A number of sources have released articles on male and female perceptions of sexual attractiveness in nonverbal body language and more specifically facial expressions
PDF of article from University of British Columbia on body language and perceived attractiveness
Statistical analysis of facial expression from OkTrends
Statistical analysis of perception of attractiveness in opposite sex and response to perceived attractiveness
The basic gist of these findings are that men and women have distinct differences in deciding on sexual attractiveness when it comes to body language. While the common belief has been that smiling is the best way of appearing attractive, both the study from UBC and the statistics from OKTrends say otherwise.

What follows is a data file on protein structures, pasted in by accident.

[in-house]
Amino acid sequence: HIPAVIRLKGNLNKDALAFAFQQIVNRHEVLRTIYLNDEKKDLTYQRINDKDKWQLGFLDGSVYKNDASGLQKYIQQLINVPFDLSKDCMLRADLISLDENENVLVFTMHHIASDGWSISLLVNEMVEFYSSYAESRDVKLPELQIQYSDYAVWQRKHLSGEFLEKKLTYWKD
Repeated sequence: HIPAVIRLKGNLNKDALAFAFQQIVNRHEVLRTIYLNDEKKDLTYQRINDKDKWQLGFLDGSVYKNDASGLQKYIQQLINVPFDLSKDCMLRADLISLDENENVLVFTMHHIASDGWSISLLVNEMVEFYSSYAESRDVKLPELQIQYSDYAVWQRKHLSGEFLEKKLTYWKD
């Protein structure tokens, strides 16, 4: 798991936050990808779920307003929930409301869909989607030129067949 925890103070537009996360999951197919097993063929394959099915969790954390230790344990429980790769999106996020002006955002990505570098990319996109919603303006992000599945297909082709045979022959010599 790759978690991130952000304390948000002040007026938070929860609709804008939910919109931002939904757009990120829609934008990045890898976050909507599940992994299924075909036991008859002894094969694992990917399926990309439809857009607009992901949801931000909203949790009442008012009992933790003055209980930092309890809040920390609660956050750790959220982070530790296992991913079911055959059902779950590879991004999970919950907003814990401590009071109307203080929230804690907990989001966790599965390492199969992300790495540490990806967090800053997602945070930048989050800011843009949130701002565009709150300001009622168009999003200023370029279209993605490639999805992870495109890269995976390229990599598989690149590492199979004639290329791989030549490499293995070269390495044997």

For men, looking either prideful and triumphant or swaggering and brooding had a significantly positive effect on perceived attractiveness over a friendly smile.
For women a smile was still better then neutral and is comparatively perceived more attractive in women then men. A flirtatious face was the more attractive then a smile though.
The effects of eye contact where split between genders. Men on average benefited from not making eye contact in profile pictures on dating sites. Women benefited from the exact opposite. Combinations of eye contact with different facial expressions returned mixed results. Giving flirting signals with out making eye contact was over all the least beneficial combination and received on average the lowest responses.